Batloader is not a new malware in the series – it is an emerging one. In our previous blogs, we discussed how Batloader can deploy different types of malware, including stealers and ransomware. We also delved into its role as an initial access gainer, and highlighted its highly evasive nature, along with its ability to continuously upgrade itself over time.
Various techniques are employed in delivering malware to the user’s system. Such methods include phishing emails, masquerading documents, or downloading cracked software. Amongst these, downloading cracked software may seem harmless to regular users since malware often utilizes genuine file names and conducts most of the malicious activities in the background, or injects a clean file with malicious code.
In this blog, we will analyze how Batloader loads the payload, which in this case, is a stealer.
Figure 1: Infection Chain
The cabinet file contains a bat file, which is dropped at a temporary location, executed, and later deleted.
Figure 2: Cabinet File
Figure 3: Bat File Extracted
The starting comment for the obfuscated bat file is a base64 encoded, AES-encrypted gZip stream. This is later decrypted to a dotnet file and then dropped at a temp location.
Figure 4: Obfuscated Bat File
Figure 5: Obfuscated Bat File
The deobfuscated bat file contains a PowerShell script that copies the genuine powershell.exe to the current folder and executes it. The PowerShell script then takes the starting comment in the bat file to perform the below actions –
- Remove specific keywords.
- Convert it from Base64 encoding.
- AES decryption with CBC mode.
- Decompressed the GZipStream received from 3rd
- Load the Assembly from EntryPoint.
Figure 6: PowerShell Script
The powershell script drops the Asyncrat malware dotnet exe under the temp folder and starts its execution.
Stage 3: AsyncRat
The dropped file is unprotected and deobfuscated.
Figure 7: Dropped Exe File
Execution of asyncrat starts with Initializing the configurations by decrypting the values, which are AES encrypted in CBC mode with base64 encoding.
Figure 8: Configuration Initialization
Figure 9: AES Decryption
Anti Analysis Module
It examines the environment to find out if the sample is under analysis by checking for the presence of a debugger, sandbox, and other indicators. If any are detected, it terminates its execution.
Figure 10: Anti-Analysis Module
If any amongst the list of processes like Taskmgr, ProcessHacker, ProcExp, etc., are detected during execution, results in the processes being terminated.
Figure 11: Terminating Process
AMSI and Event Tracing Bypass
To bypass AMSI/event tracing it identifies the system architecture based on which corresponding functions are called.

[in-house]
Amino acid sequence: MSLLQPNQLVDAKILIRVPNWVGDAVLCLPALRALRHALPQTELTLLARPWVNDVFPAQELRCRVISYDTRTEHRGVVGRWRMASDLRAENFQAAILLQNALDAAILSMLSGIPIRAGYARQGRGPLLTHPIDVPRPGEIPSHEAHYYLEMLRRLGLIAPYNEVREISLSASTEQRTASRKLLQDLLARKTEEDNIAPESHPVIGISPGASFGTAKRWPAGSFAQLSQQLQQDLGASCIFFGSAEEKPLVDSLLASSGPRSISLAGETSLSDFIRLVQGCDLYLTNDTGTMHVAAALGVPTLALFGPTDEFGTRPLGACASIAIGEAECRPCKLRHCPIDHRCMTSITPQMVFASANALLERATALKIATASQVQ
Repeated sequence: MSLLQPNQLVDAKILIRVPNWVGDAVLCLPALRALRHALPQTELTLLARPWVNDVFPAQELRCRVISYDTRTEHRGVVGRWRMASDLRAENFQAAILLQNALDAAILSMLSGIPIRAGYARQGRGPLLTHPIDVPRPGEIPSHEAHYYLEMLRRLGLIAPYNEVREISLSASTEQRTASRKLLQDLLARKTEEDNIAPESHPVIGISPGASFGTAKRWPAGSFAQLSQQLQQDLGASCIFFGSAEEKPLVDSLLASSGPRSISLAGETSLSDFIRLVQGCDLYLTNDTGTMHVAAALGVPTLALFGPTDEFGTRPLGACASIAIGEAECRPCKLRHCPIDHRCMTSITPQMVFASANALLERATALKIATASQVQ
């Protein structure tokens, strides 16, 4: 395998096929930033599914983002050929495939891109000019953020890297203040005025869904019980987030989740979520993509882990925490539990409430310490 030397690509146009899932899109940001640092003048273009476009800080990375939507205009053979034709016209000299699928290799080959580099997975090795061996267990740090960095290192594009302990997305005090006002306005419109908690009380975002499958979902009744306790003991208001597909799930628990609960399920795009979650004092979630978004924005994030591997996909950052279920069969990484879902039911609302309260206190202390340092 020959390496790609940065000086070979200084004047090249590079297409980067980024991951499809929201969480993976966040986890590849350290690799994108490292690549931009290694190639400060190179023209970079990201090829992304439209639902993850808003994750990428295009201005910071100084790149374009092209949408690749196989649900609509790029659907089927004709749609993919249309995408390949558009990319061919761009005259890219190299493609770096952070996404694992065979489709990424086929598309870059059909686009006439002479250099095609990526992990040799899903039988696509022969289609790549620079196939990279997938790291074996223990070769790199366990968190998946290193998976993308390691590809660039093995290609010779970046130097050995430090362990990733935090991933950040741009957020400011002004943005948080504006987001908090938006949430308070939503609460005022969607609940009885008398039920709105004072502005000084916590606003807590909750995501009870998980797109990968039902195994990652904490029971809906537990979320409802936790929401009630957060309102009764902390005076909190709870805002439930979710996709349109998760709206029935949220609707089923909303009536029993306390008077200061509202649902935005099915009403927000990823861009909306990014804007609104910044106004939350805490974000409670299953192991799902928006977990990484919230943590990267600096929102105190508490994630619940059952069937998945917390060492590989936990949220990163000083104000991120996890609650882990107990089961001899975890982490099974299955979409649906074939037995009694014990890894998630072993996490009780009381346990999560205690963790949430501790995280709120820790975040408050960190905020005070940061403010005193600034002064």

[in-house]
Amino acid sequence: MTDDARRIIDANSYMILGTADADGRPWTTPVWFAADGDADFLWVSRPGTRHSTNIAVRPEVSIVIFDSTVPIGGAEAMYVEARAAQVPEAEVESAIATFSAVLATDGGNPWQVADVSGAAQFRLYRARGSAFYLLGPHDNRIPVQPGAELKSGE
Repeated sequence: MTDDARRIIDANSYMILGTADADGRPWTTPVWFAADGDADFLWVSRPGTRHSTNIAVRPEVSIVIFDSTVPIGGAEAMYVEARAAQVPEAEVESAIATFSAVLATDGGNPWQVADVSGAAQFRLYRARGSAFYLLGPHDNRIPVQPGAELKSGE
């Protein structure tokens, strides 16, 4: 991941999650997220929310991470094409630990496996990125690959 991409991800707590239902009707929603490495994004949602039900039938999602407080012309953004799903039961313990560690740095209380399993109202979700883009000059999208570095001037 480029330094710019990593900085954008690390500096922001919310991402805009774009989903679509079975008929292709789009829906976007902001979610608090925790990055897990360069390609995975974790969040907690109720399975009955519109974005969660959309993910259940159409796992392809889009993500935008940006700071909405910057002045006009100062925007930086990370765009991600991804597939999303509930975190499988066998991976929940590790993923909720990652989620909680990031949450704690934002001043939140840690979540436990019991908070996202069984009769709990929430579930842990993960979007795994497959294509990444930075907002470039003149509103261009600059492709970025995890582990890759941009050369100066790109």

Figure 12: ByPass
AMSI is a windows Anti Malware Scan Interface that allows applications and services to integrate with anti-malware product.
Components that are integrated with AMSI are:
- User Access Control
- Windows Script Host
- Office VBA Macro
To bypass it patches amsi.dll’s amsiscanbuffer() function.
Figure 13: AMSI ByPass
To achieve this
- First it retrieves the address of the corresponding function – amsiscanbuffer
- Then, it changes the memory protection, using NtProtectVirtualMemory(), for the page to write the new instructions.
- Further, it patches the memory with corresponding new bytes:
- x86_am_si_patch = 0xB8, 0x57, 0x00, 0x07, 0x80, 0xc2, 0x18, 0x00;
- x64_am_si_patch = 0xB8, 0x57, 0x00, 0x07, 0x80, 0xc3;
Figure 14: Patching Memory
Event tracing is a mechanism used to trace user and kernel level applications/drivers and is a part of the windows operating system. It is an important feature that helps security vendors to identify anomalous behavior in the running applications.
To bypass, it patches the EtwEventWrite() function of ntdll. To achieve this, the process is the same as mentioned above for amsi bypass. Newly written bytes are:
- x64_etw_patch = 0x48, 0x33, 0xc0, 0xc3;
- x86_etw_patch = 0x33, 0xc0, 0xc2, 0x14, 0x00;
Figure 15: Event Tracing ByPass
It creates a run entry if it has admin rights. Otherwise it creates a scheduled task for timely execution.
Figure 16: Registry Entry
Figure 17: Schedule Task
It creates a temporary bat file to copy itself to %temp% location and later deletes the bat file and starts execution of dropped file.
Figure 18: Installation
Then it checks for Pastebin details if that is set to null, it tries to connect with url “jzx100.myddns.me”. After that, it keeps on trying to connect in loop until it gets the connection.
Figure 19: CnC Connection
Once the connection is successful it will send the below information username, OS, Camera, antivirus installed, etc., as shown in the pic.
Figure 20: Sending Info to CnC
At the time of our analysis the url was not active. Through code analysis it also looks like it will receive below commands from CnC and it will work accordingly where it seems to invoke the plugin received in the packet and keep the connection alive.
Figure 21: CnC Commands
Users should avoid downloading cracked software as they do more harm without users’ knowledge. Stealers sending sensitive data to the CnC could be used further to plan attacks or to gain profit. Moreover, these stealers have features to download more payloads, which can lead to the deployment of ransomware onto the system.